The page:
Hearing Loss at Work
Hearing loss is one of the most common work-related injuries in the United States. Even though employers are required by law to regulate noise levels, millions of workers are exposed to hazardous noise environments every day. Hearing loss isn't just inconvenient, it can cause permanent damage that affects your quality of life and ability to earn a living.
If your hearing was affected by workplace noise, you probably have a lot on your mind, but legal problems shouldn't be one of your concerns. Our law firm has departments that focus exclusively on Workers' Compensation and Social Security disability and we have years of experience defending clients with work-related injuries. We know you have questions and we're here, 24/7, to address your concerns and help you take steps to move forward with your life.
Hearing Loss Facts and Figures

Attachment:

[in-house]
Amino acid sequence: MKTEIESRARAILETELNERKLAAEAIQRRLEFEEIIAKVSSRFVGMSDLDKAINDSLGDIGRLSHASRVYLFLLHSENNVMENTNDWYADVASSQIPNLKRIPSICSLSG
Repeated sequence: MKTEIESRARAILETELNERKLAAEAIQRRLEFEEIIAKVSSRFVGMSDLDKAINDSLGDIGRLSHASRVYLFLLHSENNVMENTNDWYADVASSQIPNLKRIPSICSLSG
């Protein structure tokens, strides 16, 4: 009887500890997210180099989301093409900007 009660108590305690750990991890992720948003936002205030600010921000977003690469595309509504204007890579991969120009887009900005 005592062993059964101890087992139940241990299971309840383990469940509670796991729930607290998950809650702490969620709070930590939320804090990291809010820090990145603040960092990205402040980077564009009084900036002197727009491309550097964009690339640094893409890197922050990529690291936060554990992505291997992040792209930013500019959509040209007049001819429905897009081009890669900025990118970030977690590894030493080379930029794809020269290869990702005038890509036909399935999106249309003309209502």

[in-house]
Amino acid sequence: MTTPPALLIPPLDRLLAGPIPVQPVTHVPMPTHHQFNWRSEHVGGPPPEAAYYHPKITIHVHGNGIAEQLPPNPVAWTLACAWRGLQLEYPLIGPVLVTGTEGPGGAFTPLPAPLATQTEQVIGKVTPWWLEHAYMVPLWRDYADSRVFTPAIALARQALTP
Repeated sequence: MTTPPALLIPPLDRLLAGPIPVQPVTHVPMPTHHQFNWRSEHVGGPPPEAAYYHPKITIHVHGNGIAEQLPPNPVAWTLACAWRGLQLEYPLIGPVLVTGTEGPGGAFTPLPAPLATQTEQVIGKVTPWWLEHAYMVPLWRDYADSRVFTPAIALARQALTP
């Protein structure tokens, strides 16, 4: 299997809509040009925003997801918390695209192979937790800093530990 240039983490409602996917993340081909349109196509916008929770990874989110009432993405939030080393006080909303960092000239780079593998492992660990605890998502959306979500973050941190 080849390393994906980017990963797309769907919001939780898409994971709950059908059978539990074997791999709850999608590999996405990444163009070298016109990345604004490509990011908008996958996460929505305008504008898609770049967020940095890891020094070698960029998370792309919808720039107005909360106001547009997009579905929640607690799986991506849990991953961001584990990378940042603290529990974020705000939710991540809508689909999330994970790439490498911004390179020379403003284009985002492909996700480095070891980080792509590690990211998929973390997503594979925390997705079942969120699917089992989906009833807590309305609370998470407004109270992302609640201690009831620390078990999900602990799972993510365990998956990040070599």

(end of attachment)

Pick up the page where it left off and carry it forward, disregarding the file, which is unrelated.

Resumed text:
Although noise in your workplace can cause irreversible damage, many American workers are exposed to noise levels that put their hearing at risk. According to the National Institute for Occupational Safety and Health:
- Every day, 4 million workers hear damaging noise.
- The construction, mining, plumbing, and farming industries are among the most high-risk occupations for hearing loss.
- Almost half of all male miners will experience hearing impairment by age 50.
Sounds measuring over 80 decibels (dB) result in intense vibrations that can cause harm to your inner ear. Here are some decibel measurements for work-related equipment that could damage your hearing:
|90 dB||A large truck 5 yards away|
|100 dB||Woodshop noise, such as a power drill|
|120 dB||A jackhammer about 3 feet away|
|130 dB||A jet engine from 100 feet away|
Just like a back, knee, or other type of workplace injury, hearing impairment can seriously impact your health and ability to work. If you're a victim of work-related hearing loss, you deserve to be compensated for an injury that changes your life forever.